Post Graduate/Graduate Diploma or Graduate Certificate2.2-10.110.1
    Bachelor degree13.5-21.821.8
    Advanced Diploma/Diploma16.1-11.611.6
    Certificate III/IV33.5-21.121.1
    Year 1224.6-18.118.1
    Year 113.8-4.84.8
    Year 10 and below6.4-12.512.5

    You can work as an Optical Dispenser without formal qualifications, however, they may be useful. Training is available through VET (Vocational Education and Training).

    Membership with Australian Dispensing Opticians Association may be useful.

    Thinking about study or training?

    Before starting a course, check it will provide you with the skills and qualifications you need.

    • Compare Vocational Education and Training (VET) courses, providers and student outcomes on the My Skills website.
    • You might be interested in Health Industry, Plastics, Rubber & Cablemaking and Property Services VET training pathways on the AAPathways website.

    Or check out related courses on Job Outlook.

    Useful links and resources


    The course listings on this page are provided by Good Education Group.

    Employers look for Other Technicians and Trades Workers who are reliable, work well in a team and have a strong work ethic.

    Filter Skills & Knowledge

    Knowledge

    These are important topics, subjects or knowledge areas.

    1. Customer and personal service

      79% Skill level

      Understanding customer needs, providing good quality service, and measuring customer satisfaction.

    2. Sales and marketing

      64% Skill level

      Showing, promoting, and selling including marketing strategy, product demonstration, sales techniques, and sales control systems.

    3. Mathematics

      61% Skill level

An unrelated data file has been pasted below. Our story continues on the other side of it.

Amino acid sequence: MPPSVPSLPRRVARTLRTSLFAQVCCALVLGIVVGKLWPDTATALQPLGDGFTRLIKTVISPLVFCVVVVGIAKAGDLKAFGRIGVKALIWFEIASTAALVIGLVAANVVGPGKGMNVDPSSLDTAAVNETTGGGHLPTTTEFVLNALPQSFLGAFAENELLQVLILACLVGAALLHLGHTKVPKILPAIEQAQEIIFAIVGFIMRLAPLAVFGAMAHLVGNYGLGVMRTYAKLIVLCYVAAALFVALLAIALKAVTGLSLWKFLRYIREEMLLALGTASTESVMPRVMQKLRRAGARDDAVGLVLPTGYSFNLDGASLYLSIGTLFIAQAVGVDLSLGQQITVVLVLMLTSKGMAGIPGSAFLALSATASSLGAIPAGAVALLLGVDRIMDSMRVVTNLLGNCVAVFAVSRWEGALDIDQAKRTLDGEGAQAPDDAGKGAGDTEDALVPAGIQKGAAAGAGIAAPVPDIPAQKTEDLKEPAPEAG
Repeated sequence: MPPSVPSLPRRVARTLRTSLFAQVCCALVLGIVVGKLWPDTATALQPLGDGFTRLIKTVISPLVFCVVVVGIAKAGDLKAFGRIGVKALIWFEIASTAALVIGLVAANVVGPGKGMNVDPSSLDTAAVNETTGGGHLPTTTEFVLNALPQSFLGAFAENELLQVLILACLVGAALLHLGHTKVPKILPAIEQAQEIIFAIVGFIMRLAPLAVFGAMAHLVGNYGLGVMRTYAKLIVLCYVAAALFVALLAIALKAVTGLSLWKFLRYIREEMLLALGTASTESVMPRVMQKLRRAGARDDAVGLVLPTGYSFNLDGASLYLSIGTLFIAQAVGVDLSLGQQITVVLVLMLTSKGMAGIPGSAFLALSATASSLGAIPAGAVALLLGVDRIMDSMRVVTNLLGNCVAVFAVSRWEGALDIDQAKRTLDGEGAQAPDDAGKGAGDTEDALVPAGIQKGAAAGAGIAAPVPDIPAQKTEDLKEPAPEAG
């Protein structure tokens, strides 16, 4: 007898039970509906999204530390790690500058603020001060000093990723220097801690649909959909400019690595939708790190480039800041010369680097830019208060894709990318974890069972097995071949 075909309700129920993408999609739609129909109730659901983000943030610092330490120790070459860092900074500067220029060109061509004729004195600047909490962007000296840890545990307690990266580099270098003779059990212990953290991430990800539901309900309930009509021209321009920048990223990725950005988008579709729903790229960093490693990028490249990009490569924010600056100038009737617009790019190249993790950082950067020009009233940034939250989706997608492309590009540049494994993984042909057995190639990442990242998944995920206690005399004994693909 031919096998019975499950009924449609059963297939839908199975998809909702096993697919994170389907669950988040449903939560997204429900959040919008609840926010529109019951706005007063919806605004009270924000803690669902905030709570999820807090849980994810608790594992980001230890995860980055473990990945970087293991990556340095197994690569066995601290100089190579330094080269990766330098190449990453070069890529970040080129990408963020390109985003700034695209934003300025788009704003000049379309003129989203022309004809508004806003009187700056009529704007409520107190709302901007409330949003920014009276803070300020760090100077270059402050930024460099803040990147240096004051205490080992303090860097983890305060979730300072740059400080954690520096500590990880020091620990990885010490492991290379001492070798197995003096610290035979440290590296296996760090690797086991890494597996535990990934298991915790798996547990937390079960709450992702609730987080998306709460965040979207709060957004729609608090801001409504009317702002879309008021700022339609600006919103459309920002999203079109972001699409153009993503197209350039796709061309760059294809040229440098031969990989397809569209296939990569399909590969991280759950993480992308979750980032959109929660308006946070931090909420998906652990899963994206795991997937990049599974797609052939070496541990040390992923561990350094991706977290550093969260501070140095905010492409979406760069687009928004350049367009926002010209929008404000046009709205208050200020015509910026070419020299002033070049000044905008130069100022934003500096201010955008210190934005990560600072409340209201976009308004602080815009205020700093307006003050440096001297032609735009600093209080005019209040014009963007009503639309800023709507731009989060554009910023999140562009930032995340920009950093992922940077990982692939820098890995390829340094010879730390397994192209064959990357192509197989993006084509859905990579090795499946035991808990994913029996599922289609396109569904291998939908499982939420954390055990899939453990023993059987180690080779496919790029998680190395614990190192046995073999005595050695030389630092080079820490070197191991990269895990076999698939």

Arithmetic, algebra, geometry, calculus, or statistics.

    4. Clerical

      58% Skill level

      Word processing, managing files and records, stenography and transcription, designing forms, and other office work.

    5. Administration and management

      56% Skill level

      Business principles involved in strategic planning, leadership, and coordinating people and resources.

    Occupational Information Network
    O*NET is a trademark of the U.S. Department of Labor, Employment and Training Administration.
    The skills and importance ratings on this page are derived from the US Department of Labor O*NET Database Version 21.2, 29-2081.00 - Opticians, Dispensing.

    Learn about the daily activities, and physical and social demands faced by workers. Explore the values and work styles that workers rate as most important.

    Filter Work Environment

    Demands

    The physical and social demands workers face most often are shown below.

    1. Telephone

      98% Important

      Talk on the telephone.

    2. Face-to-face discussions

      97% Important

      Talk with people face-to-face.

    3. Contact with people

      96% Important

      Have contact with people by telephone, face-to-face, or any other way.

    4. Being exact or accurate

      95% Important

      Be very exact or highly accurate.

    5. Contact with the public

      95% Important

      Work with customers or the public.

    Occupational Information Network
    O*NET is a trademark of the U.S. Department of Labor, Employment and Training Administration.
    The skills and importance ratings on this page are derived from the US Department of Labor O*NET Database Version 21.2, 29-2081.00 - Opticians, Dispensing.